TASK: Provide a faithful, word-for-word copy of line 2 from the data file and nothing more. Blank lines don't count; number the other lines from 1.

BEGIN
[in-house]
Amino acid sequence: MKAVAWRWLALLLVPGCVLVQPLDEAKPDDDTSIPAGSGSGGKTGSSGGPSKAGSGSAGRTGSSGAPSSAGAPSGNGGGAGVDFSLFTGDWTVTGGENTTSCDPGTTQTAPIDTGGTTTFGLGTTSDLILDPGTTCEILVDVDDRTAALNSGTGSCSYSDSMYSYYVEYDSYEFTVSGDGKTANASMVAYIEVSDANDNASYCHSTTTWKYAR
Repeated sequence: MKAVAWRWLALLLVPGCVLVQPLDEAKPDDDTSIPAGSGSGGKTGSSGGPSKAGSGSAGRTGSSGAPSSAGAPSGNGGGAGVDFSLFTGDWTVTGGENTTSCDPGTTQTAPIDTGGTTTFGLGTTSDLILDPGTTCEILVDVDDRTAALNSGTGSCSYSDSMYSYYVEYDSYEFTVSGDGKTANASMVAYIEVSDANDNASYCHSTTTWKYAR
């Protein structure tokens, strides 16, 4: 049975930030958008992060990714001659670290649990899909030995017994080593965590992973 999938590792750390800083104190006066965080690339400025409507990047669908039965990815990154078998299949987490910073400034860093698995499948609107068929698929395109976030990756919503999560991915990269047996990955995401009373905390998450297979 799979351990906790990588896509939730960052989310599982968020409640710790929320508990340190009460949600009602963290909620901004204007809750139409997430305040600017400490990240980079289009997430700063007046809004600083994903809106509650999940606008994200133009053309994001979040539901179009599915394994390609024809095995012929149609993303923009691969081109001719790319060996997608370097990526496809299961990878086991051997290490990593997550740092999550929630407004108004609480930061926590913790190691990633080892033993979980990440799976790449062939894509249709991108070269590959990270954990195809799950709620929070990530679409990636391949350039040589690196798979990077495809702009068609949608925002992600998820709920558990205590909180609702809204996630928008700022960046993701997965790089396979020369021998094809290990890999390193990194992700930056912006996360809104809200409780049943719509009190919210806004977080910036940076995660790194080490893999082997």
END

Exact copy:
Amino acid sequence: MKAVAWRWLALLLVPGCVLVQPLDEAKPDDDTSIPAGSGSGGKTGSSGGPSKAGSGSAGRTGSSGAPSSAGAPSGNGGGAGVDFSLFTGDWTVTGGENTTSCDPGTTQTAPIDTGGTTTFGLGTTSDLILDPGTTCEILVDVDDRTAALNSGTGSCSYSDSMYSYYVEYDSYEFTVSGDGKTANASMVAYIEVSDANDNASYCHSTTTWKYAR